Of Rotha sparkles through fields
Vested for ever with green,
Four years since, in the house
Of a gentle spirit, now dead—
Wordsworth’s son-in-law, friend—
I saw the meeting of two
Gifted women. The one,
Brilliant with recent renown,
Young, unpractised, had told
With a master’s accent her feign’d
Story of passionate life;
The other, maturer in fame,
Earning, she too, her praise
First in fiction, had since
Widen’d her sweep, and survey’d
History, politics, mind.
The two held converse; they wrote
In a book which of world-famous souls
Kept the memorial;—bard,
Warrior, statesman, had sign’d
Their names; chief glory of all,
Scott had bestow’d there his last
Breathings of song, with a pen
Tottering, a death-stricken hand.
Hope at that meeting smiled fair.
Years in number, it seem’d,
Lay before both, and a fame
Heighten’d, and multiplied power.—
Behold! The elder, to-day,
Lies expecting from death,
In mortal weakness, a last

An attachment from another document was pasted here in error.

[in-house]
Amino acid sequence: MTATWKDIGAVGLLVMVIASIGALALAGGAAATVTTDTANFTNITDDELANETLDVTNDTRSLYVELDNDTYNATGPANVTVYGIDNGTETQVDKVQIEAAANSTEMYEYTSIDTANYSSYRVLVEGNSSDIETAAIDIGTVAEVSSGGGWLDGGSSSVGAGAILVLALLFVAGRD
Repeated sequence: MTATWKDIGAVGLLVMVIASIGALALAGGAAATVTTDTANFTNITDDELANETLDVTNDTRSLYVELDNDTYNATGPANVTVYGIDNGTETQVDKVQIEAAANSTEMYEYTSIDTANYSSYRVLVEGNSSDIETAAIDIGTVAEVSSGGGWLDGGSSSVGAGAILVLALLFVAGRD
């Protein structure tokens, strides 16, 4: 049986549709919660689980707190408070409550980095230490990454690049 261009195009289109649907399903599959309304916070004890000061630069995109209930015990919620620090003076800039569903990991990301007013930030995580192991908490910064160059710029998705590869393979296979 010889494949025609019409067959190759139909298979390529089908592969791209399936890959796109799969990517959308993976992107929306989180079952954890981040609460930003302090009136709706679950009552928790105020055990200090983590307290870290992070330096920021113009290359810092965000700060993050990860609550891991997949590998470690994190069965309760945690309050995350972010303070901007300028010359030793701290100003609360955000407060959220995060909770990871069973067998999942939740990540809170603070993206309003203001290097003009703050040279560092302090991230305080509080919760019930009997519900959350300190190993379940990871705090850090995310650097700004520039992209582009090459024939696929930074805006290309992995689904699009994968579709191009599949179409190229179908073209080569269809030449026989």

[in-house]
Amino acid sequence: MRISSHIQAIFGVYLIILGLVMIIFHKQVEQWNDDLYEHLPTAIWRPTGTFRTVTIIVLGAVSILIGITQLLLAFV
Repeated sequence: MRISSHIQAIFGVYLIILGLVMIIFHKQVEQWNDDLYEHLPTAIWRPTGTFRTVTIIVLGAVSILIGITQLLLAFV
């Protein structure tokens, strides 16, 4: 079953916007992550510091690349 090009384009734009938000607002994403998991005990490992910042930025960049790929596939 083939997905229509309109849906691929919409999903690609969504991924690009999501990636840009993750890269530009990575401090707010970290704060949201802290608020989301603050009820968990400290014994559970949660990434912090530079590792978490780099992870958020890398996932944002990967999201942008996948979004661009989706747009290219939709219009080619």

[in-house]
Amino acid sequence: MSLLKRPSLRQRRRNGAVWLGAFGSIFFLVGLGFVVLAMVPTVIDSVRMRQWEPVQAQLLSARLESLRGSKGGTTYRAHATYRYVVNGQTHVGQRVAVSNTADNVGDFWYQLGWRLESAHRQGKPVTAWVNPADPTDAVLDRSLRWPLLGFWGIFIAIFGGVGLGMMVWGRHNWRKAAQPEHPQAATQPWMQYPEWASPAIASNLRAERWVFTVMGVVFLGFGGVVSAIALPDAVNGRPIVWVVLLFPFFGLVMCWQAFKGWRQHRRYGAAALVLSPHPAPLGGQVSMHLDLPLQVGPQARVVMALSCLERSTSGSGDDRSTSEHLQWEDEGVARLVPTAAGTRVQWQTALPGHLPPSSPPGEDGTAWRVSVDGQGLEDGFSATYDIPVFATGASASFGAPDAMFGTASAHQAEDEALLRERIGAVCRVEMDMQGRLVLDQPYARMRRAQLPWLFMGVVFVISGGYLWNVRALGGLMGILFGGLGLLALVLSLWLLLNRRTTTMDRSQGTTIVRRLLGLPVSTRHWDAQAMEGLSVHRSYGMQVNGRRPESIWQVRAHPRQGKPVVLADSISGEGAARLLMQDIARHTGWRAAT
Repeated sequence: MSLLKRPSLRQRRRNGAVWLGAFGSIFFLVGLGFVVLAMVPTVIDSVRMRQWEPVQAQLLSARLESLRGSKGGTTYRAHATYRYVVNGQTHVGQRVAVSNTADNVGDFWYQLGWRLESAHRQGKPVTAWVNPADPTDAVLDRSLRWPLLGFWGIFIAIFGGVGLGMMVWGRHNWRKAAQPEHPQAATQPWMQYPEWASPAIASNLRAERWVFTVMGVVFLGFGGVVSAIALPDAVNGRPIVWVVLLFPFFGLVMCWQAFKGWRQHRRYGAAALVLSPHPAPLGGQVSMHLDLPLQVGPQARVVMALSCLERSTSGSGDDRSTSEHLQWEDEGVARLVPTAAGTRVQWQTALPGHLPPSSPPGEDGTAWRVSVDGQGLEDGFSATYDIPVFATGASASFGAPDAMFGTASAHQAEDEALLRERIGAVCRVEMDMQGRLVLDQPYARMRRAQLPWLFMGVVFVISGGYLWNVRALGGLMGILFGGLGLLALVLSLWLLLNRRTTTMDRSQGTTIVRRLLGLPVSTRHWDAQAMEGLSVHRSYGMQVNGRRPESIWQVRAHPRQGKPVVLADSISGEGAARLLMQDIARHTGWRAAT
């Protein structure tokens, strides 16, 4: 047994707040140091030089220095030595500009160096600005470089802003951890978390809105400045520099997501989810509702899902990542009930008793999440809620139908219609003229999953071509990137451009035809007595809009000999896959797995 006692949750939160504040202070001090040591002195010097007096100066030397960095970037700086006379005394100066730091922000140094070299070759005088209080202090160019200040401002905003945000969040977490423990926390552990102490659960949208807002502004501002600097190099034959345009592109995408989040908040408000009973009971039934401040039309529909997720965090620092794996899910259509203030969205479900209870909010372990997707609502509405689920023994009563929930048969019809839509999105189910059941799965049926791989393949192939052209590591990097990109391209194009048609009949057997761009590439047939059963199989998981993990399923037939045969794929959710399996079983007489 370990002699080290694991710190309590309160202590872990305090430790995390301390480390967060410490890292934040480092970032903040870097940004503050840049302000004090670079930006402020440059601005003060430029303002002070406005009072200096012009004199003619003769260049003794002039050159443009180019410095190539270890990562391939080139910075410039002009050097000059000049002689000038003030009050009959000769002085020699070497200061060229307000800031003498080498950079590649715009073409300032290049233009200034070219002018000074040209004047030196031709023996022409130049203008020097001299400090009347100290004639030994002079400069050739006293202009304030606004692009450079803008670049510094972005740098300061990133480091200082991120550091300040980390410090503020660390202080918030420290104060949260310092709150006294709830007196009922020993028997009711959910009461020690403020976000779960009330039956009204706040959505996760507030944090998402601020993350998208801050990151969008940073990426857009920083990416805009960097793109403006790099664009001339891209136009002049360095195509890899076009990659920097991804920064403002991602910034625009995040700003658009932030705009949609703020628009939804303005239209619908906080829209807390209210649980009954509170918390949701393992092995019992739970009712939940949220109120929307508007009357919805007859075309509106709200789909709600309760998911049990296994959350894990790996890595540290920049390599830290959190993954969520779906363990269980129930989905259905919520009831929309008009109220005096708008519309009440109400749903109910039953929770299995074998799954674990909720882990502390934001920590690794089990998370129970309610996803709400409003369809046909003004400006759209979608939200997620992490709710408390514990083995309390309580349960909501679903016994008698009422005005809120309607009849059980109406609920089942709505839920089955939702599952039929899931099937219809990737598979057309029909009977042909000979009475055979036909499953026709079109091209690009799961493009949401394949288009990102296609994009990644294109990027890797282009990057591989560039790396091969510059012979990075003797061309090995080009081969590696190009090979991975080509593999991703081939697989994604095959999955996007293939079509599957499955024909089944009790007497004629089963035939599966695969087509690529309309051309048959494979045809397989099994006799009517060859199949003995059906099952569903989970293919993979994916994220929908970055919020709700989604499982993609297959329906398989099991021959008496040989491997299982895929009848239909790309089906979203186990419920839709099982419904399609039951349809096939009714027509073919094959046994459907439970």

Summons! the younger is dead!
First to the living we pay
Mournful homage;—the Muse
Gains not an earth-deafen’d ear.
Hail to the steadfast soul,
Which, unflinching and keen,
Wrought to erase from its depth
Mist and illusion and fear!
Hail to the spirit which dared
Trust its own thoughts, before yet
Echoed her back by the crowd!
Hail to the courage which gave
Voice to its creed, ere the creed
Won consecration from time!
Turn we next to the dead.
—How shall we honour the young,
The ardent, the gifted? how mourn?
Console we cannot, her ear
Is deaf. Far northward from here,
In a churchyard high ‘mid the moors
Of Yorkshire, a little earth
Stops it for ever to praise.